I’ve said it before and I’ll say it again: if there are two things that don’t mix well, it’s artisan coffee and tattoo ink. Seriously, no matter how much your friends try and convince you it’s the next best thing, don’t try it. It has a horrible aftertaste and your dentist will tell you off in front of the entire waiting room for getting residual ink all over her favourite dentistry tools.
That’s right! The dentist in that story was a woman.
Unfortunately, as has been proven time and time again, not everyone is as enlightened as I am. Tattoistry and coffeistry are two of the hippest istries in today’s society – perhaps it’s no wonder, then, that many baristas are branching out from one acrid black liquid to another. Thanks to the astronomical prices of tattoo licences (sometimes upwards of £8/annum) some erstwhile baristas are practicing their craft illicitly, carrying out undocumented tattooisms in unregistered studios, e.g. in the small room behind the counter marked STAFF ONLY, next to the paninis, under bridges etc.
Well, but how can you tell if your barista is plying the blue needle between espressos? Luckily for you, I have compiled the following handy guide. If the answer to most of the following questions is Yes, I urge you to contact your local council or similar authority. Indeed, if the answer is Maybe, why not contact them anyway? Local councilors are famously charismatic and you may just make a friend for life. #yourewelcome
Have they ever
served suspiciously blue coffee?
Even the most careful of barista-cum-tattoo-artists is sure to slip up at some point and froth a latte with a recently used needle instead of the traditional milk wand. The results, whilst aesthetically charming, are shocking.
By the way, if you do see a barista making coffee with a used needle, I’d advise against drinking it. For one thing, you don’t get nearly as frothy a cup, and, for another, transmittable diseases and that.
And, just like that, I’ve done more for AIDS prevention than my high school sex education teacher, who had us put condoms on bananas, but never told us why.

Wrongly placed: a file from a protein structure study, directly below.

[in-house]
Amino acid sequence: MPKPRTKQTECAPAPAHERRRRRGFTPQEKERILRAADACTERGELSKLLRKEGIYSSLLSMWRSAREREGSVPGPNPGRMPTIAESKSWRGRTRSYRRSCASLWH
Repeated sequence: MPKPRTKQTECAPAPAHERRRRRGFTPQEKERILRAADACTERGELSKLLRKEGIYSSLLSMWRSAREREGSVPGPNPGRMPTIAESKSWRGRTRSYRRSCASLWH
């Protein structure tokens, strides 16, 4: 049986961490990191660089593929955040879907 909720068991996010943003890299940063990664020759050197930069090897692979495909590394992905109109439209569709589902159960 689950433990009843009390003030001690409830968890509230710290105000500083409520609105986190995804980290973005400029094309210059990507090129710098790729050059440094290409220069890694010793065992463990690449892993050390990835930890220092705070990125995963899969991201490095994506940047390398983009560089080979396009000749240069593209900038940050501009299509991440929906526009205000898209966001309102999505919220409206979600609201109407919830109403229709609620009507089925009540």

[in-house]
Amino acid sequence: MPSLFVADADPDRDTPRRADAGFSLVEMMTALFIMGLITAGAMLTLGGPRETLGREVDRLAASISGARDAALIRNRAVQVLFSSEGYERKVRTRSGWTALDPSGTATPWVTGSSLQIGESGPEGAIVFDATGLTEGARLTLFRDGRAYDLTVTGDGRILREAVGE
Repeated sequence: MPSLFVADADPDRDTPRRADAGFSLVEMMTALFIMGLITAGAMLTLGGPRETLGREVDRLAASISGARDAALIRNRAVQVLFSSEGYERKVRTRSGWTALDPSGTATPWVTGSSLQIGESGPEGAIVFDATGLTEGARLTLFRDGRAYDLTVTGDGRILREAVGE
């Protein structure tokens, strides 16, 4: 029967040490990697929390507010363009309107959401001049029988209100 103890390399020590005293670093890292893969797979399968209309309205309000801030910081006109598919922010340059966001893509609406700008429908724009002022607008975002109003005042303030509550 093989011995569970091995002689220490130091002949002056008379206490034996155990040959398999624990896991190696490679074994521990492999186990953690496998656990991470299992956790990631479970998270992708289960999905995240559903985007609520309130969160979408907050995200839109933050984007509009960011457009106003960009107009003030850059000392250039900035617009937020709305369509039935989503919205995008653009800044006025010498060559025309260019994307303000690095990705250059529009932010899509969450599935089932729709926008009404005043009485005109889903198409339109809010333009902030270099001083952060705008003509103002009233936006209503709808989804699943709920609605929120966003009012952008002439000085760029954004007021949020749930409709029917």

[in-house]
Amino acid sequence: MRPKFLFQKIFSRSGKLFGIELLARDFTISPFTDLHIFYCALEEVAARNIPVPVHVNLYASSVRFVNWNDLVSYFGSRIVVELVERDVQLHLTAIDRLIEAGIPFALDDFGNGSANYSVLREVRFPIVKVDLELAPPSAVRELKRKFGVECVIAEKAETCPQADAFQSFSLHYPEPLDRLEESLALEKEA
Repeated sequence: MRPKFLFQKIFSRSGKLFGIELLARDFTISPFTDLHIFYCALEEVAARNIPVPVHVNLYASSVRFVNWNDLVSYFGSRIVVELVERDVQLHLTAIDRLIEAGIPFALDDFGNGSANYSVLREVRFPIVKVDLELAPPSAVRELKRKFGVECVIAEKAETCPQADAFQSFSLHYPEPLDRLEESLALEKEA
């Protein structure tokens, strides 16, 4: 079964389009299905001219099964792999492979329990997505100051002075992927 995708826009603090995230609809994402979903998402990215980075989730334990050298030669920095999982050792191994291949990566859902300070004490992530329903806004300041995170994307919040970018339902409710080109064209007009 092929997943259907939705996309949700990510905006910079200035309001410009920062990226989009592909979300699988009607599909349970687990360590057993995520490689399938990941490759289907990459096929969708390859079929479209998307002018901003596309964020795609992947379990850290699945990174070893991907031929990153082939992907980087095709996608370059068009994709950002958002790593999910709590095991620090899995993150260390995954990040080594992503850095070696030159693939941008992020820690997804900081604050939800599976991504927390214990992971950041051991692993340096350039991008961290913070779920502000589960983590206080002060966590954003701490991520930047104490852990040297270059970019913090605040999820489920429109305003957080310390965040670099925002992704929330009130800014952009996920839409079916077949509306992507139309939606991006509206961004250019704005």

worn no socks to work?
Just as tattoistry is the edgiest of the barely subcultural arts, so too is no socks the edgiest kind of sock.
Maybe it’s the association with Count Olaf, or maybe it’s just the thought of human skin coming in contact with that much vegan leather, but there’s something deeply unsettling about an unsocked adult. In one’s own home, sure, go barefoot. But – and you might call me a conservative, a prescriptionist, a footwear fascist – you dress your feet properly: shoes and socks.
Semi-naked feet is as sure a sign of underground tattoistry as I can think of, and (as you can see) I have thought of many.
asked you if you knew anything about fraud, tattoo-related fraud specifically?
“Your brother is a lawyer, isn’t he? Does he know anything about tattoo licences? Like, does he know anything about what would happen if someone had been secretly tattooing people on the counter next to the sandwich press and putting it through the till as ‘hot drink – unspecified’? Do you think he would know anything about that?”
Maybe I’m jaded, but there was something about his tone that made me suspicious, and the box of needles next to the George Foreman struck me as fishy.
accidentally left their MacBook open and you saw it was full of pictures of tattoos and of them tattooing people next to the panini press?
“Does this also work if it was a PC?”
Fuck off, what barista owns a PC?